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A Study with Critical Edition and Translation of the Legal Texts from Zhangjiashan Tomb no. 247
Law, State, and Society in Early Imperial China has been accorded Honorable Mention status in the 2017 Patrick D. Hanan Prize (China and Inner Asia Council (CIAC) of the Association for Asian Studies) for Translation competition.

In Law, State, and Society in Early Imperial China, Anthony J. Barbieri-Low and Robin D.S. Yates offer the first detailed study and translation into English of two recently excavated, early Chinese legal texts. The Statutes and Ordinances of the Second Year consists of a selection from the long-lost laws of the early Han dynasty (206 BCE-220 CE). It includes items from twenty-seven statute collections and one ordinance. The Book of Submitted Doubtful Cases contains twenty-two legal case records, some of which have undergone literary embellishment. Taken together, the two texts contain a wealth of information about slavery, social class, ranking, the status of women and children, property, inheritance, currency, finance, labor mobilization, resource extraction, agriculture, market regulation, and administrative geography.
The dictionary online includes two sets: one in traditional Chinese with English and French translations and the other in simplified Chinese with English and French translations. The print edition of the dictionary in traditional Chinese and simplified Chinese respectively will be published in 2019.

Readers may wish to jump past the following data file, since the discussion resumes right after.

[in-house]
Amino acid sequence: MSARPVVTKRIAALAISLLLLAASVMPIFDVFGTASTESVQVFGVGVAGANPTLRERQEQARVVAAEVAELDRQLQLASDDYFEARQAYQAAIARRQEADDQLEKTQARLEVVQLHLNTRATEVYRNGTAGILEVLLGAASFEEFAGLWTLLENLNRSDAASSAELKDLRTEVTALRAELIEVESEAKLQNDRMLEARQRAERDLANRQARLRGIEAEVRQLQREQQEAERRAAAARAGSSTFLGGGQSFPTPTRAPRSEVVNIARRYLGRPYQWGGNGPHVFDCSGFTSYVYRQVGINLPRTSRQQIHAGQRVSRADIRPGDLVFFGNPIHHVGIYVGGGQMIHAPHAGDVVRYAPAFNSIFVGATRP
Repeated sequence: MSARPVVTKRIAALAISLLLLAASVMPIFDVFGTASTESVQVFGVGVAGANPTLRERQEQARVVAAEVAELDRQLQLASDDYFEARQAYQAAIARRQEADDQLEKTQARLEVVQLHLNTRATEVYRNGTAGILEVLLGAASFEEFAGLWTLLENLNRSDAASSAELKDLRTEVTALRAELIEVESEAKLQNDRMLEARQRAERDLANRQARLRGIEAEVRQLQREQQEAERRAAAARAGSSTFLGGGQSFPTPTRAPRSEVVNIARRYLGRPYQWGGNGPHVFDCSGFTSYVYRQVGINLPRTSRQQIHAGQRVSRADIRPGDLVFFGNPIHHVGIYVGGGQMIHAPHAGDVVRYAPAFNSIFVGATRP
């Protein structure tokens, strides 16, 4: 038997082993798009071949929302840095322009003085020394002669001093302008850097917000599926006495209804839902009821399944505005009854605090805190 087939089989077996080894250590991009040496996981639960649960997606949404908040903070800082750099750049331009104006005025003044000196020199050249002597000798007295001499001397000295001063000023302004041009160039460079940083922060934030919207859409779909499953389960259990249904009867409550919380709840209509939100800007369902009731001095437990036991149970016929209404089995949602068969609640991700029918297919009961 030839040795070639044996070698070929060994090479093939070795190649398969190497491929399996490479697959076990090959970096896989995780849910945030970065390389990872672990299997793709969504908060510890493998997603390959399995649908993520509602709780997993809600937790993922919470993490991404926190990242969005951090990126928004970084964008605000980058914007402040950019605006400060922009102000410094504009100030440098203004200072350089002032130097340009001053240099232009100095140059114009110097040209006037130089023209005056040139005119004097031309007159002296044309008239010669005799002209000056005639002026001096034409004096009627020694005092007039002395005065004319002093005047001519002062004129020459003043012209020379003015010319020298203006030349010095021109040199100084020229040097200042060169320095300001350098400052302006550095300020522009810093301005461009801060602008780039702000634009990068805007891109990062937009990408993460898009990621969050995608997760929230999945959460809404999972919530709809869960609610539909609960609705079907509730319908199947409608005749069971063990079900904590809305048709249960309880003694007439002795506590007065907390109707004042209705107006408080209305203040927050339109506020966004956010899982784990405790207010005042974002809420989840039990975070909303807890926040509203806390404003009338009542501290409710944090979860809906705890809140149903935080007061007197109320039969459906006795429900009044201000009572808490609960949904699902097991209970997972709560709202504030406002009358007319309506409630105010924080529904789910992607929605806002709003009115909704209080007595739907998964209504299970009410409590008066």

The Ricci Dictionary of Chinese Law ( Chinese-English, French), developed by the Ricci Association since 2006, is the very first trilingual dictionary on Chinese law. The dictionary includes approximately 24,000 legal terms in Chinese (legal terms per se as well as terms which are often used in a legal context), as well as English and French translations of these terms. A team of around 40 French, Chinese and English-speaking lawyers, scholars, law students and proofreaders contributed to the dictionary under the supervision and guidance of the Ricci Association.

The dictionary focuses on "Chinese law," i.e. legal terms used by legal professionals working on Chinese legal documents. In the minds of the editors of the dictionary, law includes "actual" law (i.e., instruments and decisions of governmental authorities and courts which are legally enforceable against anyone falling in their scope), "past" law (i.e., laws that were "actual" some time ago but are not anymore) as well as law as a subject of theoretical discussion and an academic discipline. The dictionary includes 20 branches, including Ancient Law, Administrative Law, Admiralty Law, Banking and Financial Law, Civil Law, Commercial Law, Company Law, Constitutional Law, Criminal Law, Environmental Law, Institutions, Insurance Law, International Private Law, International Public Law, International Trade Law, IP Law, Jurisprudence, Labour Law, Procedure, and Tax Law. The terms included in the branches of international element (e.g., International Private Law, International Public Law and International Trade Law) can generally be characterized as relating to actual law or law as an academic discipline.

The dictionary would be invaluable to:
- lawyers in English and French speaking countries working with/on PRC (People’s Republic of China) legal documents in Chinese;
- Chinese lawyers and Chinese students;
- professional translators;
- academics working with PRC legal documents in Chinese in the fields of Chinese studies, legal studies and comparative social science studies;
- students outside China studying PRC legal documents; and
- journalists commenting on Chinese legal issues.